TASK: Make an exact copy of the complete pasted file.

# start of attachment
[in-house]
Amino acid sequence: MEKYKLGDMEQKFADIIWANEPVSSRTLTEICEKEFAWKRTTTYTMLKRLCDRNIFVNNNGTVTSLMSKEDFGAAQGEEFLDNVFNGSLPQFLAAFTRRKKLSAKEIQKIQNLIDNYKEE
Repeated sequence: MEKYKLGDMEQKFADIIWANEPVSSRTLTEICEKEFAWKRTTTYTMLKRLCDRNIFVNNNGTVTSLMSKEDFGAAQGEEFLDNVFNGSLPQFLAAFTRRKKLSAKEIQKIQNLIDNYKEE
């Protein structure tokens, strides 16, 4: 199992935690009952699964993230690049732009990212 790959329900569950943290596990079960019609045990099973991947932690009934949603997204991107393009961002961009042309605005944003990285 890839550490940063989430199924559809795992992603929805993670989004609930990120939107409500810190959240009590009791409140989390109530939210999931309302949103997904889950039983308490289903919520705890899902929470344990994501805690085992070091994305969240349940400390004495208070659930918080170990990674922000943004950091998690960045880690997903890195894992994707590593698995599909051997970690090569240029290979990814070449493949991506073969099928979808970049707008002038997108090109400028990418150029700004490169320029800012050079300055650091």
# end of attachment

[in-house]
Amino acid sequence: MEKYKLGDMEQKFADIIWANEPVSSRTLTEICEKEFAWKRTTTYTMLKRLCDRNIFVNNNGTVTSLMSKEDFGAAQGEEFLDNVFNGSLPQFLAAFTRRKKLSAKEIQKIQNLIDNYKEE
Repeated sequence: MEKYKLGDMEQKFADIIWANEPVSSRTLTEICEKEFAWKRTTTYTMLKRLCDRNIFVNNNGTVTSLMSKEDFGAAQGEEFLDNVFNGSLPQFLAAFTRRKKLSAKEIQKIQNLIDNYKEE
């Protein structure tokens, strides 16, 4: 199992935690009952699964993230690049732009990212 790959329900569950943290596990079960019609045990099973991947932690009934949603997204991107393009961002961009042309605005944003990285 890839550490940063989430199924559809795992992603929805993670989004609930990120939107409500810190959240009590009791409140989390109530939210999931309302949103997904889950039983308490289903919520705890899902929470344990994501805690085992070091994305969240349940400390004495208070659930918080170990990674922000943004950091998690960045880690997903890195894992994707590593698995599909051997970690090569240029290979990814070449493949991506073969099928979808970049707008002038997108090109400028990418150029700004490169320029800012050079300055650091």